informa
/
3 MIN READ
News

Feature: 'The Designer's Notebook: Numbers, Emotions, and Behavior'

Can games be realistic emotional simulators? In his feature article, game designer and writer Ernest Adams explores in depth how AI might actually emulate human e
Can games be realistic emotional simulators? In his feature article, game designer and writer Ernest Adams explores in depth how AI might actually emulate human emotions, using interactive drama Façade and Cold War geopolitical simulator Balance of Power. Citing an early but unlikely example of a video game "character" that changes its mood and behavior in a sophisticated way, Adams points to Chris Crawford's Balance of Power, a simulation of superpower geopolitical maneuvering released in 1985 for PC: "It was a single-player game. You played either the USA or the USSR, and you tried to maximize your country's prestige at the expense of the other side, in part by facing them down in a series of diplomatic crises. (The Cuban Missile Crisis is the most famous real-world example.) In each turn, both sides undertook various diplomatic activities (such as forming alliances) in smaller countries around the world, and in the next turn, each side had the chance to challenge the actions that the other side took -- a crisis. When a crisis erupted, one side or the other would eventually have to back down. It was essential to choose your battles carefully, because if you provoked the other side into nuclear war, you lost the game. Balance of Power was such a hit that Crawford wrote a book explaining how it worked, right down to the equations he used. The book was called Balance of Power: International Politics as the Ultimate Global Game. It's long out of print, but Crawford has made a plain-text version available on his own website. I think it's a must-read for any game designer: a clear and intelligent explanation of how mathematical formulae turn into behavior." While specific characters didn't exist in Balance of Power, the actions of the AI opponent felt like the actions of a goverment. Crawford encouraged this feeling with the diplomatic language used to describe in-game activities. The language could be tougher of more conciliatory depending on how the other side was "feeling": "Crawford created a variable called pugnacity for each side, and another called nastiness which applied to the whole game. Pugnacity started at a slightly random neutral value (higher for the Russians than the Americans; this view is now rather outdated) and got higher or lower as its side engaged in aggressive or conciliatory behavior respectively. The overall nastiness of the game was increased by military activity and crises, and only went down with time. As Crawford says in the book, "The effect of these two terms is to create a mood to the game. Players who pursue confrontational strategies will increase their own pugnacity and the game's nastiness. Executed properly, such a ruthless strategy will encourage weak nations to Finlandize to the player. [note: in Crawford's parlance, "Finlandize" means to align themselves diplomatically with the player's country, a valuable achievement for the player.] But minor slips can cause the other superpower's pugnacity to increase and your own pugnacity to fall as you find yourself backing down too many times in crises." If you play the game often enough, you can actually feel this mood. Aggressive actions will cause the other side to become more hostile as well, but showing too little backbone will cause the smaller countries to think you're weak and align themselves with the other side. You can tell when you're not getting any respect." You can read the full feature, which goes more in-depth on how video game AI can emulate human emotions, pulling examples from titles like Façade and The Sims (no registration required, please feel free to link to this feature from other websites).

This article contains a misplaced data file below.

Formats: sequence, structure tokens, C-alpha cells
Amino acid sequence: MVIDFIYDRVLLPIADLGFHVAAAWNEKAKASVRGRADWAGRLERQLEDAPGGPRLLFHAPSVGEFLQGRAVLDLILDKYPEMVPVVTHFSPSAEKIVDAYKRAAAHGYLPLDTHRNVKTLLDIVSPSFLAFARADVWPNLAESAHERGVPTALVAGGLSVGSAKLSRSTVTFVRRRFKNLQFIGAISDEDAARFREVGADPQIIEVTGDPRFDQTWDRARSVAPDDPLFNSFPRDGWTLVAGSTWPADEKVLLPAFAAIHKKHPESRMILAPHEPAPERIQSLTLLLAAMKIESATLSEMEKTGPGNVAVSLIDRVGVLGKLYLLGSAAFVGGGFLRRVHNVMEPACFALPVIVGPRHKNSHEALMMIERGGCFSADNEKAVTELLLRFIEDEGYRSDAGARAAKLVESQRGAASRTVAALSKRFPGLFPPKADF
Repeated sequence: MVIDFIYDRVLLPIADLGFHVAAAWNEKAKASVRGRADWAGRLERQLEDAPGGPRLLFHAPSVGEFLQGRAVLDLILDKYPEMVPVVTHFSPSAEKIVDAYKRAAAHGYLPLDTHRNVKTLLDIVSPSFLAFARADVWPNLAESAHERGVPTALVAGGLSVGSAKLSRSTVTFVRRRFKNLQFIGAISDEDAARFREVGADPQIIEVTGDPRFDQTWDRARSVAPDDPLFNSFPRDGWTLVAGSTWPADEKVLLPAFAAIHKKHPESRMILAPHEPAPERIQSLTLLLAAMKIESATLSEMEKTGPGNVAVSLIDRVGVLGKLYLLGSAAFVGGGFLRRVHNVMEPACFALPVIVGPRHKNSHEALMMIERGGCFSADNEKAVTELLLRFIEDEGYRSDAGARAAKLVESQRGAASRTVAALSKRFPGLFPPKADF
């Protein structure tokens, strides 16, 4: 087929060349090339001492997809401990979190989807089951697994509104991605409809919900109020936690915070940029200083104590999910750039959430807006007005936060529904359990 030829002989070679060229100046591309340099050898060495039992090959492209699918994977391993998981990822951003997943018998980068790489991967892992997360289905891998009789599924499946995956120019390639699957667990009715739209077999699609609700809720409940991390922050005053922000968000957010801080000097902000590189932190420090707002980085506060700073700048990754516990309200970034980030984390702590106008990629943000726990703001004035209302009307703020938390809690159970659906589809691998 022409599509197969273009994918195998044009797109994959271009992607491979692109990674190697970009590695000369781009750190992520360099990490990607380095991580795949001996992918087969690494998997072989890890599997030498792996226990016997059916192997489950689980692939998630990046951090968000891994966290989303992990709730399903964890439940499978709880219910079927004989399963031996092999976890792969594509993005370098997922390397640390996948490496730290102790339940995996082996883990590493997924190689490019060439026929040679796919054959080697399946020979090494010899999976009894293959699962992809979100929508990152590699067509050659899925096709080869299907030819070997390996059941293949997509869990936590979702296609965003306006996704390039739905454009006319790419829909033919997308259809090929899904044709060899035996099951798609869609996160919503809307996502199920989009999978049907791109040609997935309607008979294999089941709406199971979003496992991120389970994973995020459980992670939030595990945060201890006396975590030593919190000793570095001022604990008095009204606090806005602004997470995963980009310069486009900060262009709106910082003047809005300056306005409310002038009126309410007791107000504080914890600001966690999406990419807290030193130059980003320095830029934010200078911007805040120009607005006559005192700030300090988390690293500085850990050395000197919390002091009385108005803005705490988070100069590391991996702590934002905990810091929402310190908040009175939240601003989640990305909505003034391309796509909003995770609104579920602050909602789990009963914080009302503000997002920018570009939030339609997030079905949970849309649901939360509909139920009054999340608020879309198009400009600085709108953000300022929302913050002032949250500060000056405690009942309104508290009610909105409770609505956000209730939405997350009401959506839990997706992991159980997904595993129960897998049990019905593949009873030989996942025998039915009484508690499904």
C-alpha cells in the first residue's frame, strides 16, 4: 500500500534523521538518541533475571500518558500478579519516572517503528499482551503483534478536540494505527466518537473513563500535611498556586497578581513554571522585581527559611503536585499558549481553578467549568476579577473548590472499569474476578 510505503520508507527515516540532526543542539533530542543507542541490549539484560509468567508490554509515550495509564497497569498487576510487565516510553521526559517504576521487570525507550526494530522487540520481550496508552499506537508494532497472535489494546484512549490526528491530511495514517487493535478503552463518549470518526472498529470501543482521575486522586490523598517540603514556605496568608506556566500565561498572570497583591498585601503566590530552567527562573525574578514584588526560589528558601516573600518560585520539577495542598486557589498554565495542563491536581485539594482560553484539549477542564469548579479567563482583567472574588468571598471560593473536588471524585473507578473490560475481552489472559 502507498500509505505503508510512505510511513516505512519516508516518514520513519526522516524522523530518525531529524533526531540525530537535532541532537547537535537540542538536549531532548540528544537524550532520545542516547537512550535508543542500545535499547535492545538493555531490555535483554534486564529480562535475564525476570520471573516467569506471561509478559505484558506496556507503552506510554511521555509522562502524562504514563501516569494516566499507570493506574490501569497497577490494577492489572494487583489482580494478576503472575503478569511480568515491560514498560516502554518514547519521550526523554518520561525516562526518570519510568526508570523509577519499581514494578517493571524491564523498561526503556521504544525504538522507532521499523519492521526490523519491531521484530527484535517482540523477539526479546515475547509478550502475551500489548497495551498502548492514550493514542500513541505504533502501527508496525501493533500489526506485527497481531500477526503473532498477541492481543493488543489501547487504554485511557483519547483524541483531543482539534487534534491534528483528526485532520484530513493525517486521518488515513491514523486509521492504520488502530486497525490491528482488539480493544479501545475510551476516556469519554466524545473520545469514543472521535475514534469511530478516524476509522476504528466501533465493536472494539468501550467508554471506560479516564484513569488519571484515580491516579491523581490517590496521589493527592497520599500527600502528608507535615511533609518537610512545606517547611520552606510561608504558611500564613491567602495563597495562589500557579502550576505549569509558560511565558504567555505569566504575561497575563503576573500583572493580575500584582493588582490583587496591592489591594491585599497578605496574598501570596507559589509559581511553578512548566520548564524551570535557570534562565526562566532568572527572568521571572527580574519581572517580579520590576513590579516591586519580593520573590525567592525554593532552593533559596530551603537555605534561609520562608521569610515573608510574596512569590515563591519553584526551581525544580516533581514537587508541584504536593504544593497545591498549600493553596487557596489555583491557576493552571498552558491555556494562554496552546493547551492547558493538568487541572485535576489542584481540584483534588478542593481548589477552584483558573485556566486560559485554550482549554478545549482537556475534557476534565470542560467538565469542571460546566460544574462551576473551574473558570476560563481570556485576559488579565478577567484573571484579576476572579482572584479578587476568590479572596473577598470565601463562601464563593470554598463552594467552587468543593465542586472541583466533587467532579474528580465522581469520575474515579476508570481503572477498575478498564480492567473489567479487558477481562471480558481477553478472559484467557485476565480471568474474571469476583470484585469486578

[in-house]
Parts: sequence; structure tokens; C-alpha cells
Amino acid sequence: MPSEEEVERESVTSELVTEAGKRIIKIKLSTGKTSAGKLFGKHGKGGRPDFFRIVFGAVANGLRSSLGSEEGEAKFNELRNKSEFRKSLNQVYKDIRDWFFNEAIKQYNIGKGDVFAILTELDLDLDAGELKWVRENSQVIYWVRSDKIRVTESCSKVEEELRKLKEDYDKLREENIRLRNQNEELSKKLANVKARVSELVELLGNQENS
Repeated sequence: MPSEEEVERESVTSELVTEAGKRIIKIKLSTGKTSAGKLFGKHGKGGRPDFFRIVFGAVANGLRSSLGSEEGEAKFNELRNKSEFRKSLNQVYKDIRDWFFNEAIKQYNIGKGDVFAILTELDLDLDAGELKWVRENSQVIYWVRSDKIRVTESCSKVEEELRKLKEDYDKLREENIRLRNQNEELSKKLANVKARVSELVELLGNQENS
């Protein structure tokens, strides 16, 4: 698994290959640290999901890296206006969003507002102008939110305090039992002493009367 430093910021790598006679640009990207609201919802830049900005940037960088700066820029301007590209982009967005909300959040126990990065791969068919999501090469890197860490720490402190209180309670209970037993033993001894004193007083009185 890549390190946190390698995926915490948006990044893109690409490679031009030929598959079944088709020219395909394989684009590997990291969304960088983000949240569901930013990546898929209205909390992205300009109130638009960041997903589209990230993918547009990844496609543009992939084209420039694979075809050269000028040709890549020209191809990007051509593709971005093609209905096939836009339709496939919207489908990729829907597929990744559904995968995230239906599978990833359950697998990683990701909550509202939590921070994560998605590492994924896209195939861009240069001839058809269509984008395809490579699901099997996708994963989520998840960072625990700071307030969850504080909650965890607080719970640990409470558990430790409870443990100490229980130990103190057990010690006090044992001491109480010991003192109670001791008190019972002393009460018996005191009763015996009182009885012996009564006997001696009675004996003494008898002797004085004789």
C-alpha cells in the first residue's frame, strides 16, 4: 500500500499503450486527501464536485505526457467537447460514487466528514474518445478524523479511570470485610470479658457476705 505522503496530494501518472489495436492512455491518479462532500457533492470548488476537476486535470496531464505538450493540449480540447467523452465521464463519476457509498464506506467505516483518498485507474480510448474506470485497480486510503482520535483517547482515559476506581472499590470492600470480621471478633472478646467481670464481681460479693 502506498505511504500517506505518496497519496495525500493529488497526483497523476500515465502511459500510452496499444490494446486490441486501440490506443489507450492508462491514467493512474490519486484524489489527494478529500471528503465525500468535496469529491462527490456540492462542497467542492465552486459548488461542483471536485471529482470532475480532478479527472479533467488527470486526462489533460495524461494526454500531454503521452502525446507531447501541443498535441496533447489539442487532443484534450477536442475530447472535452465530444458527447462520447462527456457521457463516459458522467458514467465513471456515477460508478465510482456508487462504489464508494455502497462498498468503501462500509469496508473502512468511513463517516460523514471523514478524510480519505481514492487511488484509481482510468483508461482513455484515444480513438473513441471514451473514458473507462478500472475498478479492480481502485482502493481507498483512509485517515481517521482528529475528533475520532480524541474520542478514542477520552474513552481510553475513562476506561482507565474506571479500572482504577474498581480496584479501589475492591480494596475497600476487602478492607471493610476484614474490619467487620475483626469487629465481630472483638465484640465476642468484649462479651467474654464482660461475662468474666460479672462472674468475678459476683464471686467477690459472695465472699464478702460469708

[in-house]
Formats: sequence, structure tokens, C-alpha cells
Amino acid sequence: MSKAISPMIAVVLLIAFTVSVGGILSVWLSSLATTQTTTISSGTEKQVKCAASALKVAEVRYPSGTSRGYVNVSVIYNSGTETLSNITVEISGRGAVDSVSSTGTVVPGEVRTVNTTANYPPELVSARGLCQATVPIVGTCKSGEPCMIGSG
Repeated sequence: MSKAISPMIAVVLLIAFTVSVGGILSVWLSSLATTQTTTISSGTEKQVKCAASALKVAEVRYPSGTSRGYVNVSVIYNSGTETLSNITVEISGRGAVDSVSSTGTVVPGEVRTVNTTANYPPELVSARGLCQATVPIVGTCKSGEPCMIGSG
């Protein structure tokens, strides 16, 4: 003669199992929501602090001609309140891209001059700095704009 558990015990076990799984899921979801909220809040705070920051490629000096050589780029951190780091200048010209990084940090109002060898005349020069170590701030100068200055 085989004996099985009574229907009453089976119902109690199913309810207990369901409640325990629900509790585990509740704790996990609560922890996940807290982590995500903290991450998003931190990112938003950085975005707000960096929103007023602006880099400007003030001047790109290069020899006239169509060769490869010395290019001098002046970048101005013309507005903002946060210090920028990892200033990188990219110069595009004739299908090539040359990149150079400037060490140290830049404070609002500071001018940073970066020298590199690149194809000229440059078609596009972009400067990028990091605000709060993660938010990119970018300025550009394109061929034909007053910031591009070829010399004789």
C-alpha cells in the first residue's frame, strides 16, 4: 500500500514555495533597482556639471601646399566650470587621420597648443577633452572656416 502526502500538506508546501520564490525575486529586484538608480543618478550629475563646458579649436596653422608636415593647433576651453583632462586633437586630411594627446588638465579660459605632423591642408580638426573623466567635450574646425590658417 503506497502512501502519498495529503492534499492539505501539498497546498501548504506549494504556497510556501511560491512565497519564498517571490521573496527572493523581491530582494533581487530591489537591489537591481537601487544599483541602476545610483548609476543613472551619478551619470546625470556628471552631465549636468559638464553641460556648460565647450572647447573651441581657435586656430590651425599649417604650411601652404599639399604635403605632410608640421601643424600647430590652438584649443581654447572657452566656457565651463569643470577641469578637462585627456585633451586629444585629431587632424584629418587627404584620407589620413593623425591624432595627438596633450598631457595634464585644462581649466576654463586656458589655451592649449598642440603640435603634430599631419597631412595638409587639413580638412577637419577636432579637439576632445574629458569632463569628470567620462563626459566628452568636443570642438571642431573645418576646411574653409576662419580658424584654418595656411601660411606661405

Latest Jobs

Cryptic Studios

Remote
1.19.23
Senior Producer

Night School Studio

Los Angeles, CA, USA
1.09.23
Level Designer / Scripter, Games Studio

Fast Travel Games

Hybrid (Stockholm, Sweden)
1.09.23
Social Media / Community Manager
More Jobs   

CONNECT WITH US

Explore the
Subscribe to
Follow us

Game Developer Job Board

Game Developer Newsletter

@gamedevdotcom

Explore the

Game Developer Job Board

Browse open positions across the game industry or recruit new talent for your studio

Browse
Subscribe to

Game Developer Newsletter

Get daily Game Developer top stories every morning straight into your inbox

Subscribe
Follow us

@gamedevdotcom

Follow us @gamedevdotcom to stay up-to-date with the latest news & insider information about events & more